We use the CFE and CI methods to fuse the two local estimates tracking the target for , where the CFE is calculated by solving the SDP problem (9) with the software package SeDuMi. The CI fusion is calculated following the method in [6]. The tracking performances are evaluated by the average estimation error, which is defined as where denotes the estimation fusion of the state at ensemble and is the number of ensemble runs. The tracking performances of the local sensors, CFE, and CI method are illustrated in Figure 2, which shows the results of the average estimation error with respect to sampling time for the local sensors, CFE, and CI method, respectively, where the CFE is calculated for separately.

294578.fig.002
Figure 2: The average estimation error with respect to for the local sensors, CFE, and CI method for , , where the CFE is calculated for separately.

From Figure 2, we see that the average estimation error of CFE is consistently smaller than the local sensors as well as the CI method for all the choice of , which verified that the proposed CFE method is more accurate compared with the CI method. Also, the average estimation errors are almost the same with respect to different values of , which experimentally illustrate that CFE is insensitive to the value of .

The next simulation is carried out for the same dynamic system as above, but the covariances of the noises and are and , respectively. The resulted tracks and average estimation errors are shown in Figure 3. We can achieve the same results from this simulation that the CFE method is more accurate than CI method and the performances of CFE for different values of are very close to each other.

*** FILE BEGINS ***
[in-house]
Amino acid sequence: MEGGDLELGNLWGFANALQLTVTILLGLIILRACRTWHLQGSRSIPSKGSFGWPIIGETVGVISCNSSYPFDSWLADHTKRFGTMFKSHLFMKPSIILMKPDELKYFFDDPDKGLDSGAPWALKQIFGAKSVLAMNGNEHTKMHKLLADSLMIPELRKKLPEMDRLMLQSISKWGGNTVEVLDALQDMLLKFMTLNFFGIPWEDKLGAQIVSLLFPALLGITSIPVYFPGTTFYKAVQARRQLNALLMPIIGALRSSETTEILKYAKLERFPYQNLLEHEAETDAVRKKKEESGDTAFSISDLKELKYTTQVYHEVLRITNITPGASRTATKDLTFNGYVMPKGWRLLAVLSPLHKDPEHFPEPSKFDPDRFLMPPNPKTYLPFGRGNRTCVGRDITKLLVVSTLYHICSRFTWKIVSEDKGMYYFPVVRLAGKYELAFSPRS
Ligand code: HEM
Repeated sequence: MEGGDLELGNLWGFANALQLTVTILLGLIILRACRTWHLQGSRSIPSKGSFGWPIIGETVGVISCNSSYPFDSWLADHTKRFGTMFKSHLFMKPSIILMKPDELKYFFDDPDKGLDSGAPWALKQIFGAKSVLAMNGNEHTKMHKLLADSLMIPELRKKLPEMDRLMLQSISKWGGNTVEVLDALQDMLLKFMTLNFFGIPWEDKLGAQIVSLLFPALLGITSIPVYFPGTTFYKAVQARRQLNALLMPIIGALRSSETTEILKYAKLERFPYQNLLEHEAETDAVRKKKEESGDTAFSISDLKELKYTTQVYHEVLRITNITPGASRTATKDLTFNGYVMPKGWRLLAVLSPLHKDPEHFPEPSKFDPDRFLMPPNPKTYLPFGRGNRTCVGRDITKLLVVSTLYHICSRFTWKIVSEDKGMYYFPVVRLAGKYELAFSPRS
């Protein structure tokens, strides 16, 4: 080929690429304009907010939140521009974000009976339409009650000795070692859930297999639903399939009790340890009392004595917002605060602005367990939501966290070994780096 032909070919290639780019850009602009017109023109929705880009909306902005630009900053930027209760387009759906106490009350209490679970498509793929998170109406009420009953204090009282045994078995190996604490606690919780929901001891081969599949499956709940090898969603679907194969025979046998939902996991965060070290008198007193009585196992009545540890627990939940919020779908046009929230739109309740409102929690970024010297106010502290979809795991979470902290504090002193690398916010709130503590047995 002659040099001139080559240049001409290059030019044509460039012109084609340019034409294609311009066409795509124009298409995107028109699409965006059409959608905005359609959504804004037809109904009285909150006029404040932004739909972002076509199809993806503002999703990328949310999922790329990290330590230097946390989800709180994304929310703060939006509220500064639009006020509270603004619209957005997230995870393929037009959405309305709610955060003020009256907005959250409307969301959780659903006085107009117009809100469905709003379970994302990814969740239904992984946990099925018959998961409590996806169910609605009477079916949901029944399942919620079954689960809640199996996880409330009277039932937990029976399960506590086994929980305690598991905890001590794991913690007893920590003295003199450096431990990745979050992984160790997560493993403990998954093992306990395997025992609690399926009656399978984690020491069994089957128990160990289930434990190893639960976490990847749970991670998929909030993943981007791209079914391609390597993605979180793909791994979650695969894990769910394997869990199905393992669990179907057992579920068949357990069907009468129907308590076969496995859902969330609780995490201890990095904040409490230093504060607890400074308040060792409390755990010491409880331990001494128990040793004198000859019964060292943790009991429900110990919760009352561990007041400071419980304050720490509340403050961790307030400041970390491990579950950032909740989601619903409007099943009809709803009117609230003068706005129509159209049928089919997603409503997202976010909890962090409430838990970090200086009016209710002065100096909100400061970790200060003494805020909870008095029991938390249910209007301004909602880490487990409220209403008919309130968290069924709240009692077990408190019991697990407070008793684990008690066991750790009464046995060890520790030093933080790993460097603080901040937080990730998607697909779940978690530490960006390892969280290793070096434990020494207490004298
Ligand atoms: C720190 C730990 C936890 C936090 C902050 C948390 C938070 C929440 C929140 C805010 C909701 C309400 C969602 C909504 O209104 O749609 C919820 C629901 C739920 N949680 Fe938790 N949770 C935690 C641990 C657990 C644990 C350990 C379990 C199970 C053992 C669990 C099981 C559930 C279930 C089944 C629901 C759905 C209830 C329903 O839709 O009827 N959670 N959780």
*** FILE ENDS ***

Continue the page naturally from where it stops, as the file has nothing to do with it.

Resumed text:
294578.fig.003
Figure 3: The average estimation error with respect to for the local sensors, CFE, and CI method for and , where the CFE is calculated for separately.

Figure 4 is the tracks and average estimation errors when and . The maximal estimation error through the process in the three simulations are listed in Table 1.

tab1
Table 1: Comparison of the maximal estimation error through the process in the three simulations.
294578.fig.004
Figure 4: The average estimation error with respect to for the local sensors, CFE, and CI method for and , where the CFE is calculated for separately.

Case 2. Consider In this case, also three simulations are carried out for different values of the covariances of the noises , and respectively, and the other conditions are the same as in Case 1.